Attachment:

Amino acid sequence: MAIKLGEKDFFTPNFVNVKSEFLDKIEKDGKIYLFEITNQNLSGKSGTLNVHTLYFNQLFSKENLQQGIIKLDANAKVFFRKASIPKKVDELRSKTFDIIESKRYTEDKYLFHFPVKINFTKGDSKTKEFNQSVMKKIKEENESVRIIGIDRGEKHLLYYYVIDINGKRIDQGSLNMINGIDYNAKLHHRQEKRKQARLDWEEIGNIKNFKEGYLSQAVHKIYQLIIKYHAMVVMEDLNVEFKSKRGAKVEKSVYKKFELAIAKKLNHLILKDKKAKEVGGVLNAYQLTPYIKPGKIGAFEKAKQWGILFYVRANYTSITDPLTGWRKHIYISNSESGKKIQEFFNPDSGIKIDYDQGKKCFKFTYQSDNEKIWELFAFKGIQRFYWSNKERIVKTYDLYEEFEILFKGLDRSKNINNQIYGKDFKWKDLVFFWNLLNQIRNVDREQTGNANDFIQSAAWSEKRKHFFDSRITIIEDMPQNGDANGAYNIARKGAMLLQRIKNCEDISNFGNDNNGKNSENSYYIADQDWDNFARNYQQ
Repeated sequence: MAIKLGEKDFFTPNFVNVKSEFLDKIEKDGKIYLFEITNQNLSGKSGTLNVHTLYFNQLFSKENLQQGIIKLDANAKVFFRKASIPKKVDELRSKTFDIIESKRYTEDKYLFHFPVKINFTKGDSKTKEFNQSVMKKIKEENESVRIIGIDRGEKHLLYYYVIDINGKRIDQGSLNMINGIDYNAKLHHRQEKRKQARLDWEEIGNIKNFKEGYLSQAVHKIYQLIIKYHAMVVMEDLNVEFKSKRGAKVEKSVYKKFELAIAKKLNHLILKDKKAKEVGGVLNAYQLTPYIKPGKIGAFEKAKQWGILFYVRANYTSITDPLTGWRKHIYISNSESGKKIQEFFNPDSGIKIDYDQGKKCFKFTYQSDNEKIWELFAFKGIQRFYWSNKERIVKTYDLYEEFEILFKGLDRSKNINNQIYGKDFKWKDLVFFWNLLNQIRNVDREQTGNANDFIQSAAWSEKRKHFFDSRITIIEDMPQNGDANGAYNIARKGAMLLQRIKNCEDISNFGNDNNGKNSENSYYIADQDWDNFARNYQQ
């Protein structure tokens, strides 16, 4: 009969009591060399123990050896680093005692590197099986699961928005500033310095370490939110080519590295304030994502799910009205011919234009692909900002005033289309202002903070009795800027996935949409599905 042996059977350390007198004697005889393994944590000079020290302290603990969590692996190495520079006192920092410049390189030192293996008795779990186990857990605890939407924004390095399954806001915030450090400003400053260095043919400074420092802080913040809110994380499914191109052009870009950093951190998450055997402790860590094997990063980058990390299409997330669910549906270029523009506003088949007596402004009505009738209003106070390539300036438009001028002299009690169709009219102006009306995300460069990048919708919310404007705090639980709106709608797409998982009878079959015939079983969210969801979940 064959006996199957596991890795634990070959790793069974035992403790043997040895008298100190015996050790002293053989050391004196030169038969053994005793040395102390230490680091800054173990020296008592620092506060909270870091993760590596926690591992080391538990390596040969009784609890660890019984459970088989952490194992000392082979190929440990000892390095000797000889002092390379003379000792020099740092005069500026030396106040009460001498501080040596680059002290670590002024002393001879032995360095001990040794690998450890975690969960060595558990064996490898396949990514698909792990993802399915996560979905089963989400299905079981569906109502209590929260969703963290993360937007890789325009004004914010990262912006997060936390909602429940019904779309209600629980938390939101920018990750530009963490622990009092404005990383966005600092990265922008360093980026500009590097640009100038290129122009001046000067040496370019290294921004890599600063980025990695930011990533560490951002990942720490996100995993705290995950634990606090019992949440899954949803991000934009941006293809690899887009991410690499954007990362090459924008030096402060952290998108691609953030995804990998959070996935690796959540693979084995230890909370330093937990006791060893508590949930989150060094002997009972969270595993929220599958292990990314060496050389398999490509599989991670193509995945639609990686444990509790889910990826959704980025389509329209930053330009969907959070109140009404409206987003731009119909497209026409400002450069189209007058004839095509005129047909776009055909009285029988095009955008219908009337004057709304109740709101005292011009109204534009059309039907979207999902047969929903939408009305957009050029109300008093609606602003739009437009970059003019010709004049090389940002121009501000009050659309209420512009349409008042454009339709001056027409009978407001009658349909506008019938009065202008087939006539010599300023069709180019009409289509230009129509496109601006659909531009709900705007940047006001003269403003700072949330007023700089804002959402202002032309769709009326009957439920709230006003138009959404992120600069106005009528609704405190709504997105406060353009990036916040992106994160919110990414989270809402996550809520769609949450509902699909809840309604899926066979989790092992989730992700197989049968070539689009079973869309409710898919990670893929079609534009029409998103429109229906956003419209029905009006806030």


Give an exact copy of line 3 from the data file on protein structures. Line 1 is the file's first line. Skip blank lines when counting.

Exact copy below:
């Protein structure tokens, strides 16, 4: 009969009591060399123990050896680093005692590197099986699961928005500033310095370490939110080519590295304030994502799910009205011919234009692909900002005033289309202002903070009795800027996935949409599905 042996059977350390007198004697005889393994944590000079020290302290603990969590692996190495520079006192920092410049390189030192293996008795779990186990857990605890939407924004390095399954806001915030450090400003400053260095043919400074420092802080913040809110994380499914191109052009870009950093951190998450055997402790860590094997990063980058990390299409997330669910549906270029523009506003088949007596402004009505009738209003106070390539300036438009001028002299009690169709009219102006009306995300460069990048919708919310404007705090639980709106709608797409998982009878079959015939079983969210969801979940 064959006996199957596991890795634990070959790793069974035992403790043997040895008298100190015996050790002293053989050391004196030169038969053994005793040395102390230490680091800054173990020296008592620092506060909270870091993760590596926690591992080391538990390596040969009784609890660890019984459970088989952490194992000392082979190929440990000892390095000797000889002092390379003379000792020099740092005069500026030396106040009460001498501080040596680059002290670590002024002393001879032995360095001990040794690998450890975690969960060595558990064996490898396949990514698909792990993802399915996560979905089963989400299905079981569906109502209590929260969703963290993360937007890789325009004004914010990262912006997060936390909602429940019904779309209600629980938390939101920018990750530009963490622990009092404005990383966005600092990265922008360093980026500009590097640009100038290129122009001046000067040496370019290294921004890599600063980025990695930011990533560490951002990942720490996100995993705290995950634990606090019992949440899954949803991000934009941006293809690899887009991410690499954007990362090459924008030096402060952290998108691609953030995804990998959070996935690796959540693979084995230890909370330093937990006791060893508590949930989150060094002997009972969270595993929220599958292990990314060496050389398999490509599989991670193509995945639609990686444990509790889910990826959704980025389509329209930053330009969907959070109140009404409206987003731009119909497209026409400002450069189209007058004839095509005129047909776009055909009285029988095009955008219908009337004057709304109740709101005292011009109204534009059309039907979207999902047969929903939408009305957009050029109300008093609606602003739009437009970059003019010709004049090389940002121009501000009050659309209420512009349409008042454009339709001056027409009978407001009658349909506008019938009065202008087939006539010599300023069709180019009409289509230009129509496109601006659909531009709900705007940047006001003269403003700072949330007023700089804002959402202002032309769709009326009957439920709230006003138009959404992120600069106005009528609704405190709504997105406060353009990036916040992106994160919110990414989270809402996550809520769609949450509902699909809840309604899926066979989790092992989730992700197989049968070539689009079973869309409710898919990670893929079609534009029409998103429109229906956003419209029905009006806030």